shutterstock_115521190WHAT ARE VERRUCAE?

Verrucae are benign tumours caused by the Human Papilloma virus (HPV). The most common warts (aka “Verrucae” on feet) are the subtypes HPV1, 2 and 4.

HPV1 infection is responsible for the largest, most painful type of verruca. They do not go deepest into the tissue, but the skin cells involved become filled with fluid which in turn creates pressure in these cells so that when the infected area is trodden on, the pressure from the fluid and our body weight makes the verruca feel painful.

HPV2 infection gives rise to “MOSAIC” Verrucae, so called because of the classic mosaic pattern with many individual lesions contained in one capsule. These contain less fluid so tend to be less painful.
HPV4 infection results in multiple small verrucae.


To become infected with the HPV virus, all that is needed is an abrasion of the epidermis (outer layer) of the skin, however this need not be a deep or clear cut, even a knobbly or rough tile or surface will cause a minor abrasion that is not visible to the naked eye but will allow infection to occur. Once in the epidermis, the virus can remain dormant for up to eight months, so if you wonder how you became infected if e.g. you haven’t been to the swimming baths for ages, there is your answer! As our skin cells follow the normal pattern of dying and being shed, so the virus is shed within them and waits to adhere to a new host.

HPV virus is present virtually everywhere on surfaces that people touch. Once within the epidermis, the virus replicates itself thus causing a proliferation of “prickle cells” which cause the epidermis to take on the warty/verruca appearance.


There is very limited, if any, release of viral proteins meaning that there is very little, if any, antigen that can be presented to the host’s immune system. Also, the epidermis has no blood supply and as the virus doesn’t venture beyond this skin layer, the immune system (via the blood supply) is unable to detect it. The virus is also able to induce an altered local immune response by activating cells that suppress an immune reaction within the body.


Dry needling is where the area of the foot that carries the lesion to be treated, is anaesthetised, usually by a Tibial Nerve Block, so that 1 or more verrucae can be punctured with a hypodermic needle 100’s of times, forcing cells containing the HPV virus into the blood stream of the host thus enabling the body to detect the viral infection and formulate an immune response which will then clear the verrucae/warts.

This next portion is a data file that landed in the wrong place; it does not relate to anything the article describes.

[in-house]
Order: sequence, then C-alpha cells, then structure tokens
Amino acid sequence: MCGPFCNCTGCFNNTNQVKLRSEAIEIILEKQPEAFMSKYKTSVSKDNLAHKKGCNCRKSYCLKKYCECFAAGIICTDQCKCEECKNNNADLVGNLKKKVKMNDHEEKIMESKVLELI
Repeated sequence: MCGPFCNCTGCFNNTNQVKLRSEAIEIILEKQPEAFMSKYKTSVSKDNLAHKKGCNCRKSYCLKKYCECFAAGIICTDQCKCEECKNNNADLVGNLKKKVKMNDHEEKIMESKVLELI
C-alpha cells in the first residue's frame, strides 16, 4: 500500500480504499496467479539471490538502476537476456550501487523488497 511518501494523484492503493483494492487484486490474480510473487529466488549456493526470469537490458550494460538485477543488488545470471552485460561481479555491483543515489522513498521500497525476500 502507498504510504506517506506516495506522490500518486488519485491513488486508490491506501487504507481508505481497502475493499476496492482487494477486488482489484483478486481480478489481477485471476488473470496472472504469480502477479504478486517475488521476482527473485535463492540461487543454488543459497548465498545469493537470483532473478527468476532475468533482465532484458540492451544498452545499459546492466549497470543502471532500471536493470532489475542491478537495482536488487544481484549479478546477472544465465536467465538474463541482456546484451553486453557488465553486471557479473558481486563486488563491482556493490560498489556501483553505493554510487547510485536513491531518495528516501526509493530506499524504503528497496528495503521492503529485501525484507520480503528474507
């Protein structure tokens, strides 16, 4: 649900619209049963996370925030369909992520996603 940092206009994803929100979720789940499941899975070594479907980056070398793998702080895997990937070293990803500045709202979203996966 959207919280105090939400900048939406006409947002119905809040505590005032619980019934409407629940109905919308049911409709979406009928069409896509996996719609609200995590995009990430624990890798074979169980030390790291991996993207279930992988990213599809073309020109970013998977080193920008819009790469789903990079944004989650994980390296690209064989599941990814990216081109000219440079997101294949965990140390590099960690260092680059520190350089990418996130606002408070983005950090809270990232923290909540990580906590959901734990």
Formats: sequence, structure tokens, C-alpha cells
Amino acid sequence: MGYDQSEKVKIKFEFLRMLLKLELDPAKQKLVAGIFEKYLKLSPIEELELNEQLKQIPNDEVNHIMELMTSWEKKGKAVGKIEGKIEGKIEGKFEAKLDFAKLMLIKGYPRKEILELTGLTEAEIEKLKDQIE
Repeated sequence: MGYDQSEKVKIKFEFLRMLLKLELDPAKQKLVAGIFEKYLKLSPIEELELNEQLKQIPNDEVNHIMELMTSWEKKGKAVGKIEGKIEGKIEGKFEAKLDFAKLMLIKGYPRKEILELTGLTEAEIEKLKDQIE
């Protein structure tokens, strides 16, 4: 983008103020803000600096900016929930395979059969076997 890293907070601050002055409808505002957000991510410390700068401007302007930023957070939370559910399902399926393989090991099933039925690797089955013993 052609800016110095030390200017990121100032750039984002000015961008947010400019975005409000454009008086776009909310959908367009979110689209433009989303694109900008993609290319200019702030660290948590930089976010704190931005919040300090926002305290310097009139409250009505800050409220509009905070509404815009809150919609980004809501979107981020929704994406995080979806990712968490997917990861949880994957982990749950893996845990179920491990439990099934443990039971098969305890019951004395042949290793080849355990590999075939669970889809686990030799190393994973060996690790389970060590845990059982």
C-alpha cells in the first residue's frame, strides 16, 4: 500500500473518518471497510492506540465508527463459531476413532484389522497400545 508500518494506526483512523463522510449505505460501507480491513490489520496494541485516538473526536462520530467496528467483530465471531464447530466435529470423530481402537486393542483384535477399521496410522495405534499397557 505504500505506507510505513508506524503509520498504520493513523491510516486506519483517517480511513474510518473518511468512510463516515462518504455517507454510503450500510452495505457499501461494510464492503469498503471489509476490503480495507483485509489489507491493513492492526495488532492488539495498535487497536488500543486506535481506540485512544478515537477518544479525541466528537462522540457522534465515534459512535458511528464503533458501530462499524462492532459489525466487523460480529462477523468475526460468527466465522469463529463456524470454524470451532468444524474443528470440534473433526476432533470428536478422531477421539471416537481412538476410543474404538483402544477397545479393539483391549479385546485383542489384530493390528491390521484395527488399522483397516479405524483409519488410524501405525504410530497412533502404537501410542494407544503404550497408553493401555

Obviously the anaesthetic procedure is slightly uncomfortable, but once this has taken effect, needling is no more painful post treatment than many standard procedures such as freezing or caustic (acid) therapy, but the beauty is that only 1 or 2 lesions need to be treated even if there are multiple infected areas, because if the immune response is initiated then all lesions (caused by the same HPV type) will disappear regardless of whether they are on the hands, feet or both.

In theory if the person is exposed to the same HPV sub-type in the future then they should have immunity against it.


A sterile dressing is applied immediately post-op along with suitable padding to deflect weight bearing (depending on the location of the treated area), then a return visit is arranged 1 week post-op for dead tissue removal. The area is reviewed 8 weeks later by which time progress will be apparent if the treatment has worked. Full resolution should be apparent between 8 and 16 weeks.

NB: If resolution hasn’t occurred after 16 weeks then a second treatment should be considered.

The patient is able to resume all normal activity 24 hours post-op, having kept the area dry during that initial 24hrs.
Paracetamol is usually totally adequate as the pain management of choice if any discomfort is felt post-op. Aspirin is not advised as it discourages clotting.


Most people would be totally ok to receive needling therapy but patients who take e.g. Warfarin or other anti-coagulants, patients who are pregnant, patients who are immuno-compromised and the very young would be advised to try other forms of therapy.
Any patient considering needling therapy should desist from other forms of verruca treatment for 8 weeks before under-going the procedure.


Documentary evidence claims success rates ranging from 50 – 69%, which is easily comparable to freezing or caustic therapy, but the real bonus is that if multiple lesions are present then they don’t all need to be treated. Also, the time factor means that the patient doesn’t need to keep applying home treatment and/ or visiting a Podiatrist with great regularity.

The cost of Dry Needling initially appears expensive but it must be compared to the overall cost of multiple trips to a Podiatrist and any home treatments involved.

Richard Harris is able to provide this treatment if required via INSTEP of Oakham. For more information please call 01572 759209